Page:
→ Ninety-eight percent of construction equipment runs on diesel.
→ The price of diesel has increased 74 percent over the past 12 months and shows no signs of dropping.
→ Fuel accounts for more than 40 percent of machine operating costs – more than repair, parts, and labor.
Yet for most contractors, managing fuel is an afterthought. But with prices for construction materials and services increasing nearly 21 percent over last year, taking a hard look at costs – including fuel – is a matter of survival.
The good news is there are steps contractors can take to manage fuel costs. This guide outlines the current situation, looks at what’s driving fuel volatility (it might not be what you think), offers real-world ideas to help you manage today’s challenges, and gives you tools to maximize efficiency and profitability for years to come.
Of all the costs construction companies incur, fuel is probably the largest and worst managed, says construction company advisor Mike Vorster. “Looking at the total cost of owning and operating a fleet of construction equipment, I have seen many companies where fuel is one-third of the total equipment cost,” he estimates. “Those companies have a chief financial officer who manages the buy/sell/lease decisions and an equipment manager who tracks repair and maintenance costs. But who is looking after fuel?”
“Take a person that costs $30 per hour – you know exactly what they are doing,” he says. “But when I ask for the fuel consumption of a machine with a fuel cost of $30 an hour, people have no idea. It is a very big, very badly managed, and very volatile cost component.” If labor costs had gone up as much as fuel, “we would be hysterical,” he says. “But fuel goes up and we say it’s unavoidable and do little to sharpen our pencils and see where we can achieve some savings.”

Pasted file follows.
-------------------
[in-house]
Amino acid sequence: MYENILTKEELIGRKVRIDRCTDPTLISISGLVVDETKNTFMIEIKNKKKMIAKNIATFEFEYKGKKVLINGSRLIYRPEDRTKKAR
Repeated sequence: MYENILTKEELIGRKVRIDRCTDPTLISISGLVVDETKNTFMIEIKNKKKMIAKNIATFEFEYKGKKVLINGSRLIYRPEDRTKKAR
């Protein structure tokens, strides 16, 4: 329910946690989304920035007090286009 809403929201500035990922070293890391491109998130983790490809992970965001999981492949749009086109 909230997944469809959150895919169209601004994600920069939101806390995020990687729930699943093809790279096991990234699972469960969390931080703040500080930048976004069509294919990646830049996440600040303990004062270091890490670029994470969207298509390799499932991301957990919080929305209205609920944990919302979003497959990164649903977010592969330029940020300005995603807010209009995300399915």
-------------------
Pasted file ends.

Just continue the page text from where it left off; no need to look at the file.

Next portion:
Vorster’s solution to getting a handle on fuel costs? Appoint a fluids czar, someone who manages all machine fluids – fuel, but also oil, diesel exhaust fluid, coolant, and air – the same way the personnel department watches payroll or the shop superintendent looks after repairs.
“If labor costs had gone up as much as fuel, ‘we would be hysterical. But fuel goes up and we say it’s unavoidable and do little to sharpen our pencils.”
- Mike Vorster, Construction Consultant
The ideal fluids czar would be less mechanic than chemist, Vorster says, with a passion for cleanliness and watching the bottom line. The job entails buying, storage, distribution, and recordkeeping for all fluids, but given the rising price of diesel, fuel is where companies would really see the benefits of having such a role, Vorster says.
With diesel significantly higher than just a few months ago, contractors must realize they are dealing with a very expensive commodity that they can no longer leave unmanaged, he says. “They need to cut waste to the absolute minimum.”
Cleanliness and dryness are critical. “Most engine failures start in the tank,” he says. “Dirty fuel and wet fuel are the biggest causes of engine failure.” There are lots of opportunities for fuel to become contaminated. Many contractors have stationary fuel tanks on the job site but have no way of knowing how clean the fuel or the tank is. “When you’re transferring fuel from a bulk tank to a fuel truck and then to a machine, dirt gets in,” Vorster says.
The bottom line is contractors must understand that fuel has become a very high-risk component of their fleet costs, Vorster says. Because fuel used to be cheap, “everyone’s always taken it as a given. But it’s reached a tipping point where we can no longer just shrug it off as a necessary evil but where we must now do something about it.”